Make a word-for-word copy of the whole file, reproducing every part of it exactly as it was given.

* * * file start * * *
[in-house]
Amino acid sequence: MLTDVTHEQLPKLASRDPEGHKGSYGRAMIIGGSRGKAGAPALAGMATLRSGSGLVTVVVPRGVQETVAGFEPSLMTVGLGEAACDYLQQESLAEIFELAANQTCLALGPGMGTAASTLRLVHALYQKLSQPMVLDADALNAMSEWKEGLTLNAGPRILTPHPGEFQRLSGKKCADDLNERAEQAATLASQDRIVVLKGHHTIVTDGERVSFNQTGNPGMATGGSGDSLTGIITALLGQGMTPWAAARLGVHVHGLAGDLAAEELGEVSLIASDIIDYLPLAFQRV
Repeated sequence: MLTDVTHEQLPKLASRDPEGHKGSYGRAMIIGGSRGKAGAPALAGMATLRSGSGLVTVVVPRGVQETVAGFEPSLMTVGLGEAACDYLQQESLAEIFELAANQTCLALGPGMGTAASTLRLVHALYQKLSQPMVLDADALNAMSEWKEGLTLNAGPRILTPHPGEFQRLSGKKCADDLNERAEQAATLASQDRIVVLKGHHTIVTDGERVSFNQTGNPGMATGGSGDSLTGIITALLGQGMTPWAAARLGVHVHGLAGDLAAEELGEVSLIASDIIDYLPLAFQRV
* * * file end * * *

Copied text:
[in-house]
Amino acid sequence: MLTDVTHEQLPKLASRDPEGHKGSYGRAMIIGGSRGKAGAPALAGMATLRSGSGLVTVVVPRGVQETVAGFEPSLMTVGLGEAACDYLQQESLAEIFELAANQTCLALGPGMGTAASTLRLVHALYQKLSQPMVLDADALNAMSEWKEGLTLNAGPRILTPHPGEFQRLSGKKCADDLNERAEQAATLASQDRIVVLKGHHTIVTDGERVSFNQTGNPGMATGGSGDSLTGIITALLGQGMTPWAAARLGVHVHGLAGDLAAEELGEVSLIASDIIDYLPLAFQRV
Repeated sequence: MLTDVTHEQLPKLASRDPEGHKGSYGRAMIIGGSRGKAGAPALAGMATLRSGSGLVTVVVPRGVQETVAGFEPSLMTVGLGEAACDYLQQESLAEIFELAANQTCLALGPGMGTAASTLRLVHALYQKLSQPMVLDADALNAMSEWKEGLTLNAGPRILTPHPGEFQRLSGKKCADDLNERAEQAATLASQDRIVVLKGHHTIVTDGERVSFNQTGNPGMATGGSGDSLTGIITALLGQGMTPWAAARLGVHVHGLAGDLAAEELGEVSLIASDIIDYLPLAFQRV